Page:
It’s Showdown Time on Tricare

April 1, 2000

The Republican-led Congress appears ready once again to surpass the Clinton Administration on quality-of-life initiatives for servicemen and -women, this time in the area of military health care improvements for budget year 2001.

In deliberations last year, Congress pumped additional billions of dollars into military pay and retirement reforms that the Administration had proposed for Fiscal 2000. The results were a pay raise that was bigger than the White House had planned and more robust retirement benefits for service members who entered the military after July 31, 1986.

Now, the Congressional Republican majority intends to push reforms beyond the two relatively modest health care improvements that the Defense Department unveiled in early February. These focused on enhancing the provision of Tricare Prime coverage for active duty families but did nothing for retirees.

The health care portion of the 2001 budget request disappointed members of the Joint Chiefs of Staff. The Chiefs had challenged the Administration to earmark part of the federal budget surplus for financing sweeping reforms not only for active duty families but also for retirees under 65 and beneficiaries eligible for Medicare.

Army Gen. Henry H. Shelton, JCS Chairman, took the lead in criticizing the business side of Tricare, the military managed care program. He claimed that beneficiaries 65 and older are being pushed out of the military system as Tricare, for which most elderly are ineligible, is implemented nationwide. Shelton pledged that, just as the 2000 budget brought pay and retirement reform, 2001 would deliver major gains in health care benefits. In this, Shelton was disappointed.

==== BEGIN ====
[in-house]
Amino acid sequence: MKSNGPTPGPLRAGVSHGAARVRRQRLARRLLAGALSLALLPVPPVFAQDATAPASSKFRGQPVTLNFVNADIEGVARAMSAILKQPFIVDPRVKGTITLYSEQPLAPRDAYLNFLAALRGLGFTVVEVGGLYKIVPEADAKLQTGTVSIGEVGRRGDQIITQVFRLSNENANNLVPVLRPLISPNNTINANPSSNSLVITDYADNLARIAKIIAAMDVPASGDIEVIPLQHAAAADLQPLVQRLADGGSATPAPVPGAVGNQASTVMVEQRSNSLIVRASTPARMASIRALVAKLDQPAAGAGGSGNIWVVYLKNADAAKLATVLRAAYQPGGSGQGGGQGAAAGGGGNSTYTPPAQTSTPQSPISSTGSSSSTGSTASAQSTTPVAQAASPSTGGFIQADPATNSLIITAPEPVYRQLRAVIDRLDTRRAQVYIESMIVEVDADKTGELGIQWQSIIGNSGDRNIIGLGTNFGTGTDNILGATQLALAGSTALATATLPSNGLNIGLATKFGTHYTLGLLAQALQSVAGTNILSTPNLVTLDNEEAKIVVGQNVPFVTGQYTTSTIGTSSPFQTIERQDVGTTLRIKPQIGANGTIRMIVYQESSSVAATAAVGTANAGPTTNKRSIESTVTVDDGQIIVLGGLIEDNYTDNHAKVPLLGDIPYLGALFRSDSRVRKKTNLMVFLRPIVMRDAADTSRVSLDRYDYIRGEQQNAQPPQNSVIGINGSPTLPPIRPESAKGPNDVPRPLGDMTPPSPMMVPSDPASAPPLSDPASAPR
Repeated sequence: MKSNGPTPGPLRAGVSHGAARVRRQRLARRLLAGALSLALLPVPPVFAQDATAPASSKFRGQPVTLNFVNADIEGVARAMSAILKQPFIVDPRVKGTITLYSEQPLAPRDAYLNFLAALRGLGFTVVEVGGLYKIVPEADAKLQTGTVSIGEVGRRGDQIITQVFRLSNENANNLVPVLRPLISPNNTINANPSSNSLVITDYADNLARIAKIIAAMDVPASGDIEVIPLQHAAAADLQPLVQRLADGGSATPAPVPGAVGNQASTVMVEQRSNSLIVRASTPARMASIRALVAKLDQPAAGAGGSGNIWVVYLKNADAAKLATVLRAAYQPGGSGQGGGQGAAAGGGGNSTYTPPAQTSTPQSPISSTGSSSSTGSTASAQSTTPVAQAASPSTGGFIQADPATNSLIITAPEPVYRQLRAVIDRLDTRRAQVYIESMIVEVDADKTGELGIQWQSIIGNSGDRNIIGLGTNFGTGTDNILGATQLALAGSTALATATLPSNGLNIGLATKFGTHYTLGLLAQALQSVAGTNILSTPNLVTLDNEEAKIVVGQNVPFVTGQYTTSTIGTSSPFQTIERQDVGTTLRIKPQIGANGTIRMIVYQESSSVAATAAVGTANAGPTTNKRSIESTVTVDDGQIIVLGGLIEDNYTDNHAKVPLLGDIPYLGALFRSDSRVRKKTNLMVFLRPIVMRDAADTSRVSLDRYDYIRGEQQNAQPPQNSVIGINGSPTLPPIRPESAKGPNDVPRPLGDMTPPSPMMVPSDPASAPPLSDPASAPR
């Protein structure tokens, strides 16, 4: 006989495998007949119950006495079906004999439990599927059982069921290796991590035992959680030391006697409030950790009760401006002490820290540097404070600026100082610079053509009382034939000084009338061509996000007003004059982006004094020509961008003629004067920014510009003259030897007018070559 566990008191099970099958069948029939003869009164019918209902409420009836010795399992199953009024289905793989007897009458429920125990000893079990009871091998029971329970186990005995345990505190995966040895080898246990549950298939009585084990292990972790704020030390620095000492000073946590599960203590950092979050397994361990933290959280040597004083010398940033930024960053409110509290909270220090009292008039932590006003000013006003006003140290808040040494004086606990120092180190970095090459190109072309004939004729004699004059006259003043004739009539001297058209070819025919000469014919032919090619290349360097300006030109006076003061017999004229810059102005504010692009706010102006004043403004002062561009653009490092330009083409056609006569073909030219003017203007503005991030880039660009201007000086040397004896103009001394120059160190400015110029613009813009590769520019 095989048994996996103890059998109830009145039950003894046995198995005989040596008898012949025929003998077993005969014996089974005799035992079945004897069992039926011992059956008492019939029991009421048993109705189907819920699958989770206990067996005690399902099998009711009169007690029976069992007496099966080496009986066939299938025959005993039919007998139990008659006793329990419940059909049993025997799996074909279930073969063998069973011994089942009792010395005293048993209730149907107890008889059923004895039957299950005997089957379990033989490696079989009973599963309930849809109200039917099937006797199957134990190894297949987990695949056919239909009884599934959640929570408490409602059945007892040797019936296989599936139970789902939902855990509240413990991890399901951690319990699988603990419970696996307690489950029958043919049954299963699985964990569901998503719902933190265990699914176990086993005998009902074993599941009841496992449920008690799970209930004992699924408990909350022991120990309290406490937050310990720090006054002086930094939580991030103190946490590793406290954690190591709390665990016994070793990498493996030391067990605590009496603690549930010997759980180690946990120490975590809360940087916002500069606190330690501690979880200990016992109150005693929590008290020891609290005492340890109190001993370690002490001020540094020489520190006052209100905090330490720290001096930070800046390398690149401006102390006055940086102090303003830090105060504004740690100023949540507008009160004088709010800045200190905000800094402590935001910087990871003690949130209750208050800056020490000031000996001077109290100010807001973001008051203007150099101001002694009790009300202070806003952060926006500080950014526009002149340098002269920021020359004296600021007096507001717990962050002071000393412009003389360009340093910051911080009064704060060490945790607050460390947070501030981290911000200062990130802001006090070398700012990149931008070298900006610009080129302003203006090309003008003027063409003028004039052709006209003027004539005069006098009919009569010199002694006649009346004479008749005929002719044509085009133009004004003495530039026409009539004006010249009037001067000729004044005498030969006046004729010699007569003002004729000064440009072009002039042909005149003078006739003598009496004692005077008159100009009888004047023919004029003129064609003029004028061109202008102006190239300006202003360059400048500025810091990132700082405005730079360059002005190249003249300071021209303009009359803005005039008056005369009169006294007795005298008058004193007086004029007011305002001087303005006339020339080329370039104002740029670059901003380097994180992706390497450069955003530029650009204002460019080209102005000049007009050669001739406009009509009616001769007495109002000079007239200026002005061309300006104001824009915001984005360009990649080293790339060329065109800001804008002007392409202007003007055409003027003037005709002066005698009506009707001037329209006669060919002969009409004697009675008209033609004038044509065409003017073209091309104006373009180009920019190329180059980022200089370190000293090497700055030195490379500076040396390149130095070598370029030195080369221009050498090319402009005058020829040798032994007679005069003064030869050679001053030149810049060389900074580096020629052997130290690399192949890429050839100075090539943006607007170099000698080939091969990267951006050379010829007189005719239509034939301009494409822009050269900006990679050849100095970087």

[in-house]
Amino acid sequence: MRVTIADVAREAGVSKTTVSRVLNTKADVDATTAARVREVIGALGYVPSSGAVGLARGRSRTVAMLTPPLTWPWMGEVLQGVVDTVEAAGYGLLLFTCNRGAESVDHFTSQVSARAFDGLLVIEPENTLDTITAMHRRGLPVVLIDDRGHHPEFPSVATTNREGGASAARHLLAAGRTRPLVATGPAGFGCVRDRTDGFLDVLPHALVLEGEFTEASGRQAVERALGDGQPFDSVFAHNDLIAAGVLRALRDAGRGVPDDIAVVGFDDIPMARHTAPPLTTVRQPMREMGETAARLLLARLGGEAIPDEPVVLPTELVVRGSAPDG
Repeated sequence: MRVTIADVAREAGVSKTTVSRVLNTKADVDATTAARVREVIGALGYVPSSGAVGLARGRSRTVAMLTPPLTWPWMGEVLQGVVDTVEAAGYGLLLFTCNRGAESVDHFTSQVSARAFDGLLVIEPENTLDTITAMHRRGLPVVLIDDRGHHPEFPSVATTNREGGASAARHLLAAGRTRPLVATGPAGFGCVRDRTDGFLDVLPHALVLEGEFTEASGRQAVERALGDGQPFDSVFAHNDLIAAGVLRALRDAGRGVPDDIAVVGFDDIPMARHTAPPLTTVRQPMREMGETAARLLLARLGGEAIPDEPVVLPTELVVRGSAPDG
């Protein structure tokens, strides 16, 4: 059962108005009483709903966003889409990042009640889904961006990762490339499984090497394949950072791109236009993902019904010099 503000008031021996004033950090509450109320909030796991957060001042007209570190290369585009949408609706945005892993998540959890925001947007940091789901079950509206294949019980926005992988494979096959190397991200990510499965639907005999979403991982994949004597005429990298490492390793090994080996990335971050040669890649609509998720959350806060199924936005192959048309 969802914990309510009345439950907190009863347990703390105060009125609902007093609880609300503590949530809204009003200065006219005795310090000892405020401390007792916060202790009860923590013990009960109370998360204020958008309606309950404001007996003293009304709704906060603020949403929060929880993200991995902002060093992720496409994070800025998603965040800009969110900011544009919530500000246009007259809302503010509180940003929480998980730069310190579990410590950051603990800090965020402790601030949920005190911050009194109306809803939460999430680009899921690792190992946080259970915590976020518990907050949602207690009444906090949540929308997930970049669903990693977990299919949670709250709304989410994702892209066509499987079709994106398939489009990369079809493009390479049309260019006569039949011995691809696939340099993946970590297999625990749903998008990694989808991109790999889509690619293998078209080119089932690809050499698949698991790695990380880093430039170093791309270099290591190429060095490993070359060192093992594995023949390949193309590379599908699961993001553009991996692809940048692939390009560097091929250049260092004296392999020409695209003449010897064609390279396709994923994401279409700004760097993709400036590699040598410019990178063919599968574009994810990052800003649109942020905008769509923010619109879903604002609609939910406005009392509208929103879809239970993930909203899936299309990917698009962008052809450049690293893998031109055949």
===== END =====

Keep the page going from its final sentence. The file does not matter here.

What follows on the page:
Billions Needed

Defense officials understood that the kinds of reforms sought by the Chiefs would require billions in additional expenditures. Last spring, the Pentagon established the Defense Medical Oversight Committee, chaired jointly by the undersecretary of defense for personnel and readiness, and one of the service vice chiefs on an annual rotating basis. The committee includes all four service vice chiefs and service undersecretaries.

Through DMOC, senior military leaders with no medical backgrounds gain an appreciation for the pressures on health care costs. It also gives them the authority to recommend ways to close health care benefit gaps that harm recruiting and retention and have angered thousands of older retirees.

Committee members quickly concluded that projected health care budgets through 2007 were underfunded by more than $3 billion. They also examined why Tricare patients have trouble gaining access to the system, why civilian care providers and patients face delays in claim payments, and why tens of thousands of older retirees are being turned away from military treatment facilities as managed care focuses more of its resources on enrollees only.